Are we still crying wolf?
MY GREATEST FEAR for the economy has been causing me to think of the tale of “the boy who cried wolf”.
A little shepherd boy seduces nearby villagers into believing that a wolf is attacking his flock. He repeats the tale so often that the villagers ignored his cry for help when his sheep are actually attacked.
Over the last three years, Barbadians have been told repeatedly that the international environment is responsible for the country’s economic condition.
No reasonable person can deny that the international environment has had some effect on the local economy, but, equally, no reasonable person can put the blame for the country’s fiscal crisis on that environment.
I have argued that Barbados has a fiscal crisis which has been confirmed and not an economic crisis of the type. experienced in the early 1990s. The need to differentiate between the two is essential in determining the policy mix necessary to create much needed growth in the Barbados economy.
It is convenient for some to downplay the fiscal crisis and play up an economic crisis to lay blame on the international economic conditions.
Here are the facts in support of my argument: (1) real economic growth declined by 12.9 per cent for the period 1990-1992 as compared to a decline of only 3.5 per cent for the period 2008-2010; (2) unemployment averaged 18.4 per cent for 1990-1992 compared to 9.3 per cent for 2008-2010 and (3) foreign exchange reserve cover was 5.9 weeks when compared with 20 weeks for 1990-1992 and 2008-2010, respectively.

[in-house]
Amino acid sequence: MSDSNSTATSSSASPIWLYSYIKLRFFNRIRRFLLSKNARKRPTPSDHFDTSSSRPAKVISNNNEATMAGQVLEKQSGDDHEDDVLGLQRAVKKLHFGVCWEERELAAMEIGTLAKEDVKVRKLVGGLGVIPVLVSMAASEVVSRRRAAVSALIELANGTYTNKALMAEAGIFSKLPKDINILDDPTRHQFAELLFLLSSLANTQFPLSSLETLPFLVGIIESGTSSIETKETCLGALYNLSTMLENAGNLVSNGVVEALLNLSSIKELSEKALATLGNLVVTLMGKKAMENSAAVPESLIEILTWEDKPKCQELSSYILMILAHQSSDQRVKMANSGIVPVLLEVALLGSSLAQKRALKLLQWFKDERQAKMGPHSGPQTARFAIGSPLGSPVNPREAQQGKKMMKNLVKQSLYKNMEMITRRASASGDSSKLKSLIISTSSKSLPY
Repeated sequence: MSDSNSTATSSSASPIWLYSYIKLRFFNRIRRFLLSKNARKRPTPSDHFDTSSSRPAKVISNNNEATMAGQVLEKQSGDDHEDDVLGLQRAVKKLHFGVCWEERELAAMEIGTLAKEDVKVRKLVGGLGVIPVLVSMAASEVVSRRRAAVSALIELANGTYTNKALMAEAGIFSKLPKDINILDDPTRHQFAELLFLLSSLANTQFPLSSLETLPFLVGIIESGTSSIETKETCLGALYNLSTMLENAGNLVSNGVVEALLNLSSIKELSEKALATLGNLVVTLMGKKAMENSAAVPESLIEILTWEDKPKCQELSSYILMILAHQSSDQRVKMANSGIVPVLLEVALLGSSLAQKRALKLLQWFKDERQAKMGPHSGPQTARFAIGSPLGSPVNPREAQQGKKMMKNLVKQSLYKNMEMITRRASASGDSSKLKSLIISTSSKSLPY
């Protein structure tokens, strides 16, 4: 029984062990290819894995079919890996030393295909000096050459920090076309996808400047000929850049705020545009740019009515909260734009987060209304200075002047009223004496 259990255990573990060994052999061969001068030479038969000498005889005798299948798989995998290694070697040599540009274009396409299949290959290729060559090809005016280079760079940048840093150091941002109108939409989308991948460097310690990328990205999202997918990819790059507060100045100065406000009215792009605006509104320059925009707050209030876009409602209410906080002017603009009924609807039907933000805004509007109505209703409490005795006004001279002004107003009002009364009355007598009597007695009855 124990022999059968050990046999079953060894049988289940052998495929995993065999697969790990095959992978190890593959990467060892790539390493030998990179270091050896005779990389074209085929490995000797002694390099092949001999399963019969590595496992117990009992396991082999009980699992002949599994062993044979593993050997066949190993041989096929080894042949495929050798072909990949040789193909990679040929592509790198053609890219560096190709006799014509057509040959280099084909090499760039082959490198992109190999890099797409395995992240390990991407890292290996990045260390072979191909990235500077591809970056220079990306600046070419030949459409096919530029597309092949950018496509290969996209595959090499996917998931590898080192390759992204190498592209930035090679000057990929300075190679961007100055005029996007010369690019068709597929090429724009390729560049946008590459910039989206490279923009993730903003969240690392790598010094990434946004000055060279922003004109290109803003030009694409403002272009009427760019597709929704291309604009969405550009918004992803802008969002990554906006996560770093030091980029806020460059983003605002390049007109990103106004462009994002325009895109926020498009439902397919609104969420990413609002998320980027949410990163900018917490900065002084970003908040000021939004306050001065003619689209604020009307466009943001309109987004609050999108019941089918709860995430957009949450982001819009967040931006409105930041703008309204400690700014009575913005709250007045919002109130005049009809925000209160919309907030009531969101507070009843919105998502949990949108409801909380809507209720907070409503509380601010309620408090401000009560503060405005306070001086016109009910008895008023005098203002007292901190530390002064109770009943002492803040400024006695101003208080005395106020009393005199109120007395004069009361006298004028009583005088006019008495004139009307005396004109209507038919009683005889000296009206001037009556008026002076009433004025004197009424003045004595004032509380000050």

These are three fundamental economic indicators and the facts tell the story. In each case, the numbers for the early 1990s are much worse!
On the other hand, in the case of the fiscal condition, the period 2008-2010 is much worse because for the first time in this country’s history, the Government has had to borrow over $40 million per month to pay civil servants.
Prior to 2008, the previous time a Government borrowed to pay civil servants was in 1991 and it was a mere $15 million for the entire fiscal year. Barbados therefore has a fiscal crisis of a kind never before seen and of a size never before measured.
The real difference, however, came in the responses of the two administrations. In the early 1990s, the country literally had no foreign reserves at one point. Between 2008 and now the country’s foreign reserves fell below $1 billion only for the period October 2008 to August 2009 and was never less than $775 million.
My fear is that what is now brewing in Europe may indeed ferment to a point where its impact could be severe over the next six to 12 months. Both the IMF chief and the president of the World Bank “issued strong statements this week about the risks that the recovery from the recession of 2008-2009 is at risk of being aborted.”
For Barbados, the greater fear is the prognosis for Britain. Economic growth in Britain is already not expected to be strong, and the figure is expected to be revised downward in the near future.
So far, the country’s tourism performance out of the British market has not been bad in terms of numbers but spending has been below par.
If a double-dip recession becomes a reality compounded by the hosting of next year’s Olympics in London, then the implications for the local economy are worrying. The second recession could be the one that has severe effects on the Barbados economy, especially if the United States Congress fails to agree on a way forward.
It is in this sense that the tale of the boy who cried wolf comes to mind. The moral of the tale in this context is that when truth becomes reality it may still be seen as perception. Unfortunately, perception is reinforced by repetition.
• Clyde Mascoll is an economist and Opposition Barbados Labour Party spokesman on the economy. Email email@example.com